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Hospital Chiefs Admit Delays in Diagnosing Cancer that led to Little Boy’s Death

Hospital Chiefs Admit Delays in Diagnosing Cancer that led to Little Boy’s Death

A mum whose little boy died after delays in diagnosing his cancer has urged parents to ‘trust their instincts’ and speak up if they believe doctors are wrong.

Mackenzie Cackett

Four-year-old Mackenzie Cackett battled brain and spinal tumours before losing his brave fight for life in May 2012.

The trusts responsible for Colchester Hospital and Addenbrooke’s in Cambridge, where he was treated, have now admitted the original tumour should have been spotted earlier.

Parents Danielle, 32, and James, 36, from Halstead in Essex, say they believe it may have saved their son.

Mackenzie, who won the heart of the Duchess of Cambridge, Princess Catherine, when she visited East Anglia Children’s Hospice, first started to complain of a ‘sore head’ and sickness in August 2010. But the couple say they were repeatedly told there was nothing to worry about for six months until an MRI scan revealed the devastating truth.

The youngster underwent surgery and specialist therapy to remove a ‘tangerine-sized’ tumour and a scan of his brain shortly afterwards showed that it had gone.

Had doctors also scanned his neck as well, or a few weeks later when he began to feel unwell again, the family believe they may have noticed a second tumour on his spine.

But by the time it was discovered, several months later, it was too late to do anything for Mackenzie.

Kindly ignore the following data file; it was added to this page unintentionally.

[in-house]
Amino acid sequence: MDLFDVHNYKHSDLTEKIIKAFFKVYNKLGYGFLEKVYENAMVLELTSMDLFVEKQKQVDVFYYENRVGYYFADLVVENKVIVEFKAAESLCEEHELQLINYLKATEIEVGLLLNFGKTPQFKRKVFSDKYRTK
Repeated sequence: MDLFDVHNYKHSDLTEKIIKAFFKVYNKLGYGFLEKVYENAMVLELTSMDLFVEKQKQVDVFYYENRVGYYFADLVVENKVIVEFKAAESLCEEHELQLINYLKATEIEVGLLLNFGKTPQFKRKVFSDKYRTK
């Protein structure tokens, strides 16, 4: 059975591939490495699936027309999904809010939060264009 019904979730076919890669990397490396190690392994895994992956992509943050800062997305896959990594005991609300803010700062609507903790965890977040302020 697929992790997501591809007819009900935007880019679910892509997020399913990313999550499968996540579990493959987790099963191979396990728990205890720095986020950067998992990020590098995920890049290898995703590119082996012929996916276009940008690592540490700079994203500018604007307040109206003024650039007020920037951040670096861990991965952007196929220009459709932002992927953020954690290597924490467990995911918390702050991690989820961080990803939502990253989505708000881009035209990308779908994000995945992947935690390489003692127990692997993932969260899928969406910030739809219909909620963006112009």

He was moved to East Anglian Children’s Hospice where he died on May 28, 2012.

The couple were represented by law firm Slater and Gordon in a civil action against Colchester and Cambridge University Hospitals NHS Foundation Trusts, which recently settled for a five-figure sum.

Danielle, who is also mum to 16-month-old April, said: “In our minds we will always think ‘what if?’ It’s hard not to be angry.

“He wasn’t given the best fighting chance and that’s something we have to live with.

“There’s a lot to be said for a parent’s instinct. I think we knew deep down that something was wrong, but we trusted the doctors.

“The hospitals did say sorry, but it’s always seemed a bit feeble and that’s why we decided to take legal action.

“Nothing is going to bring Mackenzie back, but it’s important to us that lessons are learned so nothing like this can happen to anyone else.”

Karen Cathcart, a clinical negligence specialist from law firm Slater and Gordon, added: “Danielle and James have faced a long battle to get justice for Mackenzie and they are relieved it is finally at an end.

“No amount of money can ever make up for what this family has been through, but I hope this brings them some closure and they can now try and move forward with the rest of their lives.”